by Brenée Goforth
Media Manager & Communications Associate, John Locke Foundation
On Friday, March 20, JLF’s Communications Associate, Brenée Goforth, published an opinion piece in The Washington Times about how expanding telemedicine could help prepare America for the next Coronavirus. Goforth explains that the expanded use of telemedicine could help people receive care faster by reducing wait times for emergency rooms and urgent care centers.
Through virtual communication, lots of folks are able to reach a medical professional to quickly ask questions about their symptoms. Companies like Telamed and Doctor on Demand offer video visits with doctors who can remotely diagnose and prescribe medications for common illnesses like pink eye and urinary tract infections (UTIs). These patients can receive care much faster than traditional care.
Emergency room visits, for instance, take an average of around two hours per visit. A critical portion of that wait is created by the 71 percent of emergency room cases that could be treated at an urgent care, a primary physician, or via telemedicine. My last telemedicine appointment, for reference, was less than 15 minutes and had almost no wait time. Using telemedicine can not only save you time, but the mass use of telemedicine also has the potential to lower wait times for people with true emergencies…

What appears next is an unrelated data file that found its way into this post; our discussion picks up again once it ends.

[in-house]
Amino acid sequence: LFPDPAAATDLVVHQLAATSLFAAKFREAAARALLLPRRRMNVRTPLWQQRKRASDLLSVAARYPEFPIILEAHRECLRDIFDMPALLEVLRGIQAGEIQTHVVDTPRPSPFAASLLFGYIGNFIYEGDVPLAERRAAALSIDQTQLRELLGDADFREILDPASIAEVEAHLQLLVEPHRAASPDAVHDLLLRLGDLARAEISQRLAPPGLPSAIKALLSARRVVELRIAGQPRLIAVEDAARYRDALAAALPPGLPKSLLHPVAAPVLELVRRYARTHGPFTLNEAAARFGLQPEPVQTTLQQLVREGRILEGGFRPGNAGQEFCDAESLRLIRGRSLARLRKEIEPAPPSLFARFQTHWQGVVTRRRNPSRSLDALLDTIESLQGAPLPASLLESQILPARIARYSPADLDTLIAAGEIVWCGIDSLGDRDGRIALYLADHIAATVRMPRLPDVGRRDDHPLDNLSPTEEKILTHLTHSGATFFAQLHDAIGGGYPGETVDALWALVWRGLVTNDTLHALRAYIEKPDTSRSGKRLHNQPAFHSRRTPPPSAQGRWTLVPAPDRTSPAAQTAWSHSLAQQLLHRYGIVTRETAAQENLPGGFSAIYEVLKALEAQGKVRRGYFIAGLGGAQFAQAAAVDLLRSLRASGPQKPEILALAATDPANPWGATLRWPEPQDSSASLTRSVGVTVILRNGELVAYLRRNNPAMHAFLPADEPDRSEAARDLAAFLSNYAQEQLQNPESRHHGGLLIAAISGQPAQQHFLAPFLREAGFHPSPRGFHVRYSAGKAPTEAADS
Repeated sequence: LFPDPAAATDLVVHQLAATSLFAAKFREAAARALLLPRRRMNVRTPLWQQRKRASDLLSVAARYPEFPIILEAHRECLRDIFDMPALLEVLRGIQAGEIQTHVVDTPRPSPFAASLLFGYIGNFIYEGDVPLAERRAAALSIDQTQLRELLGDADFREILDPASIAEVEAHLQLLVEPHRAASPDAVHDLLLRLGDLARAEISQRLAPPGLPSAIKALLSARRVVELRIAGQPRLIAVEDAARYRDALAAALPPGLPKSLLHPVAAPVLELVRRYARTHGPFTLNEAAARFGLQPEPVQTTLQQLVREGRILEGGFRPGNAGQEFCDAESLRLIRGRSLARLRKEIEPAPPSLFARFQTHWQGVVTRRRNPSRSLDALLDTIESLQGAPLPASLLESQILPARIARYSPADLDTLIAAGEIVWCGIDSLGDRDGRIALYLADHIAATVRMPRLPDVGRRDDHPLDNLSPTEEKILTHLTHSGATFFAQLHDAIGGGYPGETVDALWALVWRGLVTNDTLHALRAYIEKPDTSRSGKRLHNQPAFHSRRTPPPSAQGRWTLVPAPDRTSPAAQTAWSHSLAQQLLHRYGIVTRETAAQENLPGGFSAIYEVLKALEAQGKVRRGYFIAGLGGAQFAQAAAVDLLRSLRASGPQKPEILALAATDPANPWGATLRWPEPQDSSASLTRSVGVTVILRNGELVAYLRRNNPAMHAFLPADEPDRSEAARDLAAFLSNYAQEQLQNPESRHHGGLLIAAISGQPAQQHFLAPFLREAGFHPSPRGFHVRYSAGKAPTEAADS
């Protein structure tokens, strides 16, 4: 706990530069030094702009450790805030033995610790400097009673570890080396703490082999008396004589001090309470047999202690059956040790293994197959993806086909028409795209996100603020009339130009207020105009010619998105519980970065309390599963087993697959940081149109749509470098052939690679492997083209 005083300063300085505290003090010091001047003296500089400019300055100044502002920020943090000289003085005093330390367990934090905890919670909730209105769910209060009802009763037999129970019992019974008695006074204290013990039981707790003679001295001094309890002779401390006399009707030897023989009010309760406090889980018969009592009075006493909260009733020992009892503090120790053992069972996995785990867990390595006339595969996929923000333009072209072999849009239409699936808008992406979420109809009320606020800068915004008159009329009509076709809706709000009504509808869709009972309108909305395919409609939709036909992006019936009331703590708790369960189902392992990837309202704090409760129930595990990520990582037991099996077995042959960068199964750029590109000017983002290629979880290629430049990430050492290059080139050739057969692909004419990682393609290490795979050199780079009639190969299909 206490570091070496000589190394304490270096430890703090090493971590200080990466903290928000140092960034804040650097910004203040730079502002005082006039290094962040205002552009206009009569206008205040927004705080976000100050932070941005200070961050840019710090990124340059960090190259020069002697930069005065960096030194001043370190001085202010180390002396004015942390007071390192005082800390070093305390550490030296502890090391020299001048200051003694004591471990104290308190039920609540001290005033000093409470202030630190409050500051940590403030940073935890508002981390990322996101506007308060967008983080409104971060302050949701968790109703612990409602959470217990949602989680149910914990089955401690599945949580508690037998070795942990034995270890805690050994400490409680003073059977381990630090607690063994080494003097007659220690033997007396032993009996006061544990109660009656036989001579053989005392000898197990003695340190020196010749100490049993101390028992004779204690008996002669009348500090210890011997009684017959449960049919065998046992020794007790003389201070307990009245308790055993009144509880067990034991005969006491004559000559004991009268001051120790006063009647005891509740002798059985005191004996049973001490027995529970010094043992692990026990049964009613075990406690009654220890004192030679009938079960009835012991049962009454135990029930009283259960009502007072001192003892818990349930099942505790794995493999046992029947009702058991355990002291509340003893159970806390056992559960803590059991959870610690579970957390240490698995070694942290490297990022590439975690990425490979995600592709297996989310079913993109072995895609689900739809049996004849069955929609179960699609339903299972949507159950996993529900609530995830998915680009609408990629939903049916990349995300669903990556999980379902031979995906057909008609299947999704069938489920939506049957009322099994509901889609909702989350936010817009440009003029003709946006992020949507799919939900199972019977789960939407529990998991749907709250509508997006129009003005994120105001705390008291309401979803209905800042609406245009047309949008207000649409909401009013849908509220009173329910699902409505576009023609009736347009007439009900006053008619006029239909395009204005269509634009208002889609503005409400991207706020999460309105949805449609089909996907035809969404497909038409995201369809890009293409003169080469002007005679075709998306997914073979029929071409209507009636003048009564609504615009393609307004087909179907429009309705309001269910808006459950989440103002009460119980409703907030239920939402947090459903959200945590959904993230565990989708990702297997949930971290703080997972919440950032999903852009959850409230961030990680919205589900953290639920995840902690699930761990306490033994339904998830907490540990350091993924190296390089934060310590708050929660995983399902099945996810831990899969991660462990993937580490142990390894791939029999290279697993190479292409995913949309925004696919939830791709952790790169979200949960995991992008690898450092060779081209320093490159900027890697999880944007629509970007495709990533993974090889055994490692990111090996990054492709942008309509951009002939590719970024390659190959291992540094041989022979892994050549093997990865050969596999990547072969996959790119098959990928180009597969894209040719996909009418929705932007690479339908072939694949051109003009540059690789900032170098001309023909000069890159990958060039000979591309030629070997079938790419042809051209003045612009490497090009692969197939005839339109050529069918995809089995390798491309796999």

Goforth writes that, in addition to its ability to speed up care, telemedicine can help prevent the spread of communicable diseases:
Telemedicine has the ability to be a powerful tool in outbreak situations by reducing the likelihood of transmission. When patients don’t have to travel to the emergency room or an urgent care facility, that lowers the chance of them spreading their illness to others or contracting something themselves — particularly in the case of the elderly and those with weakened immune systems.
Although patients who suspect they have coronavirus would still have to get tested physically to know for sure, the AP notes that telemedicine “can help doctors make special arrangements to safely receive a patient who is sick and suspects the virus may be involved.” This even further reduces the likelihood of transmission to someone who is potentially more vulnerable to the effects of the coronavirus.